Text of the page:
How do I keep the bottom sides of my cake from crumbling after removing them from the pan?
I always wait at least 10 minutes after taking the cakes out of the oven before removing them. I grease the pans and line the bottom with parchment paper, so the cake is not sticking.
Should I let them cool in the pans longer? I'm not sure what I'm doing wrong, but it's becoming a huge pain to piece them back together.
Any suggestions would be appreciated!
Have you run a knife around the sides of the pan before taking it out?
Yup, I always run a knife around the sides of the pan as well.
If the cake is done and not dry, then there needs to be an adjustment to your recipe. What is it? what kind of pan are you baking in?
I am sure everyone has their own method this is what I do and it never fails me: I use cake release (Wiltons or recipe on CC), only lightly grease the bottom, after cooling for 10 min i go around the sides of pan with thin knife (keep knife clean as you go around) works for me everytime.
is your cake sticking to the pan? from reading your question it seems that your cake is crumbling apart after you remove it right? it that is the cake you then its probably not any thing you did, its probably your recipe....what recipe are you using?
Sorry for the length -I hope this helps. I use Wilton cake release. I tip my pans gently from side to side during the 10 minute cooling period (slightly longer if the cake is really large) to help the cake pull away from the sides. I only run a knife around the edge if the cake is not pulling away on its own. When I do use a knife, I find a section where the cake is pulled away then carefully slide the thinnest butter knife I have between the cake and the side of the pan and gently press against the cake to help it pull away, slide over 1/2 an inch and repeat all the way around the cake. Then I tip it back and forth as I described earlier so that the cake (barely) slides back and forth in the pan. Then I lay a cookie cooling rack over the cake, invert, and tap the bottom of the pan with a large wooden spoon. I say a prayer and gently pull the pan off the cake lifting just the left, then just the right, to make sure the cake is releasing before evenly pulling the pan from the cake. place another rack on top and re-invert so that the cake cools completely with the top up. This system works well for me. I have occasionally had a piece stick to a pan when I haven't cooled long enough.
I have had this happen too. I use a equal part mixture of crisco, oil, flour (baker's grease) as my pan grease. I do side well ALL the way to top end. I slighty do the bottom, because I cut a piece of wax paper, using the pan as a template, and put in before the batter.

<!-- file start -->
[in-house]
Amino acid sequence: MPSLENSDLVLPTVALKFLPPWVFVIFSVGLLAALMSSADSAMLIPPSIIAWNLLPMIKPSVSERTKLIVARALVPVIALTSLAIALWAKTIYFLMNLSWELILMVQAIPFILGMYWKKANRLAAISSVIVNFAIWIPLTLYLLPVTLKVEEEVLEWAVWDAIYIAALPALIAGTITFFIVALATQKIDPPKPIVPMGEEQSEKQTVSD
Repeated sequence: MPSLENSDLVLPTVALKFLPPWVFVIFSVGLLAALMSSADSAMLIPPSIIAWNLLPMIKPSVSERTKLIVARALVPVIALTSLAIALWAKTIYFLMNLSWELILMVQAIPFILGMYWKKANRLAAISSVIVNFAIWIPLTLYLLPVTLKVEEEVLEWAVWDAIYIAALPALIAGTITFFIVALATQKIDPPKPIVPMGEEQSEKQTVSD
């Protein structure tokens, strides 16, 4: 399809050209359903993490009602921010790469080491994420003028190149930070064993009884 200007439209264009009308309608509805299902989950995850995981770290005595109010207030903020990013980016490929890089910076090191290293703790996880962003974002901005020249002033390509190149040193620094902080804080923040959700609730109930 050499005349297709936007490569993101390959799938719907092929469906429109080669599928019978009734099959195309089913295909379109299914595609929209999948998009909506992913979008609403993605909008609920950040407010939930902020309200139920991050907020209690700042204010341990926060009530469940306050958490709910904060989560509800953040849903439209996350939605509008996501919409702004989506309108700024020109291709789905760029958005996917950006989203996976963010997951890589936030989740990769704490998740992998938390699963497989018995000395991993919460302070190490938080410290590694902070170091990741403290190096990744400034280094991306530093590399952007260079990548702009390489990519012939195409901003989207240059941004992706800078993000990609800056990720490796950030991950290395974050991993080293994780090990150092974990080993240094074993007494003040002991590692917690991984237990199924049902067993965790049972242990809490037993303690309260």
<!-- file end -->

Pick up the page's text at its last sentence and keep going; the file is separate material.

I notice that by doing this and abking at 325, My side are already released from the sides. I never have a problem removing, and bottom is perfect...remember not too much bakers grease on bottom or it will be greasy.
Never use butter or margerine...this WILL stick. I know your talking about the sides, but i believe this Grease mixture, also seals my sides. ~Easy and cheap!
Thanks for your help everyone!
My cakes are cooked through with a great texture, not at all dry. I'm using a vanilla cake recipe and Magic Line pans.
3 3/4 cups cake flour
2 1/2 cups sugar
1 tablespoon plus 2 3/4 teaspoons baking powder
1/2 teaspoon salt
2 1/2 sticks (10 ounces) unsalted butter, at room temperature
1 1/4 cups plus 1/3 cup buttermilk
5 whole eggs
2 egg yolks
2 1/2 teaspoons vanilla extract
I have some Wilton Cake release, and will give that a shot next time and see if that helps.
I thought I had this problem licked to. I started using the cake release and never had any problems. Then the last cake I did, it happened again. Still used the cake release, but I had used duncan hines butter recipe cake mix and doctored it with sour cream and pudding, and this was the problem. I later learned that the butter mixes don't work well with doctored recipes. It made the sides too fragile, I guess, still not sure. So I think some recipes make a sturdier cake, and some make it more fragile. At least its what I have found. You can still make it work. The last cake I did, the cake looked horrible. Some crumbled, some pulled away from the sides and didn't line up when put together, so I had to trim the sides. I mixed up cake spackle and completely covered the cakes to make them smooth, before icing. It worked great, and you couldn't tell the cake had problems. Cake spackle is cake crumbs, filling, and buttercream, mixed into a paste.
Is this a go to recipe that all of a sudden has a problem? Meaning, you like the taste but it always does this or this is new?